That the world, including the United States, needs to respond decisively to the real threats of ISIS is beyond dispute, but the practical and moral question is — how? Let’s remember the principle that alternatives to war must answer the questions that war promises to answer — but in a better way.
I give President Obama credit for wanting to respond in a “different way” than the wars in Iraq and Afghanistan. His strategy will focus on air strikes but also relies on supporting and training Middle East partners on the ground, which will be necessary to defeat a force already as powerful as ISIS.
But who those partners will be is still a huge question at this point. All our potential allies are on one side or the other of the 1,400-year-old Sunni-Shia sectarian conflict, which produces very different visions for the future of the Middle East. Air strikes will always kill innocent civilians, which will fuel the hatred of the outside superpower and be used to recruit more terrorists. And the 1,600 American troops who will soon be in Iraq will have to stand with their “boots” someplace, which will be more likely “on the ground” than in hotel rooms and offices.
To forge solutions to conflict that are an alternative to the endless and failed habits of war demands a much stronger set of other strategies — which the White House has yet to fully understand or embrace. I applaud the president for seeking a multi-national coalition and a more international approach. But that could have begun with the United Nations, where the U.S. will chair the Security Council in just two weeks — rather than taking the American plan to the U.N. for support. Strong U.N. leadership could both recruit more Middle East partners and help take the United States out of the role of the most hated target of Islamic fundamentalism.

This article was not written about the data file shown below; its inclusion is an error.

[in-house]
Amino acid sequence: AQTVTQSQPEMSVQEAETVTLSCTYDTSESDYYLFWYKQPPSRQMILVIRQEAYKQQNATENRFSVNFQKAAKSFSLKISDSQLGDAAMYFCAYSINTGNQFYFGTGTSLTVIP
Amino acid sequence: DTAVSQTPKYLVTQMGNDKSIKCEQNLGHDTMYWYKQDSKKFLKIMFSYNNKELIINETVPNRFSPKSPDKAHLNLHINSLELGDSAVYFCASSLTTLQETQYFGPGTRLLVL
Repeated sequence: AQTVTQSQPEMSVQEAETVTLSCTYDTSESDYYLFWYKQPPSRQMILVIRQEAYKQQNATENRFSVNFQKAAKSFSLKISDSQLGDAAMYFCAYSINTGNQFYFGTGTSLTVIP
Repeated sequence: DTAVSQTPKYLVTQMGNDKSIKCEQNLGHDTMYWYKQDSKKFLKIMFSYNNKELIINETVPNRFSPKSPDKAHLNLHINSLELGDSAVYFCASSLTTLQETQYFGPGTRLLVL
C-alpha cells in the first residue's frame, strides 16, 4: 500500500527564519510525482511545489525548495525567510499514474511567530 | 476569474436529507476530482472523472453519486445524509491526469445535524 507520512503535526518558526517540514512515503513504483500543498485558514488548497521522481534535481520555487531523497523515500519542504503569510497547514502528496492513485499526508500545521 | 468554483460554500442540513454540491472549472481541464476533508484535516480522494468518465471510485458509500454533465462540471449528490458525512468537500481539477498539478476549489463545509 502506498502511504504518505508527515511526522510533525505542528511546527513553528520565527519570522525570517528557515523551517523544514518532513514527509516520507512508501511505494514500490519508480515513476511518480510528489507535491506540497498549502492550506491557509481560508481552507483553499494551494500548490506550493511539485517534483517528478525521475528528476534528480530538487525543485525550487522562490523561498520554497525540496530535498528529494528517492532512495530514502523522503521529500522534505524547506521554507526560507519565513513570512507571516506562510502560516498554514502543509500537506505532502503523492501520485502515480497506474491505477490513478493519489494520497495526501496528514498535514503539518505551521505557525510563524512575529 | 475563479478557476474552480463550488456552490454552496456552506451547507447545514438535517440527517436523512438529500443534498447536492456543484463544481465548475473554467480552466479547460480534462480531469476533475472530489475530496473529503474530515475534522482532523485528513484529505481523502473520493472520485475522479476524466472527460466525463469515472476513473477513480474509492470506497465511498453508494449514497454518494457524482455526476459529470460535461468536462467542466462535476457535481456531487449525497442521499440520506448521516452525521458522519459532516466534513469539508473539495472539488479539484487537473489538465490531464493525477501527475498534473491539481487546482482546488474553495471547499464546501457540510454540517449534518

Aggressive diplomacy and the willingness to impose crippling economic sanctions are both necessary if we are ever to find alternatives to war. For example, Saudi Arabia, Qatar, and the United Emirates have yet to be held accountable — for their enormous inequalities and injustices that have spawned terrorism and for their export of hateful ideologies and funding support for jihadist groups. Stifling money for terrorist groups must extend to any and all nations, businesses, or organizations with any connections to the flow of that lethal money.
Ultimately, we won’t see an end to our “war on terrorism” without dealing with the underlying causes, and not just targeting the consequences of growing terrorism. We must address the world of oil that the West has created, that has literally defined nations, changed geography, and institutionalized the injustices and hypocrisies that breeds the grievances of terrorism. Having justified the unjust structure of that oil world to accommodate our addiction to fossil fuels has produced both a profound threat to our planet and the rise of an angry terrorism that threatens our own children. We must address the fact that 60 percent of the Middle East population is under 30 years of age, and many of them are unemployed, uneducated, aggrieved, and angry young men — too easily drawn to the rhetoric of revenge. To overcome terrorism we must address the grievances that give rise to it and are exploited by hateful extremists.
Again, we must address all of these causes. War and more war will not be able to solve any of it.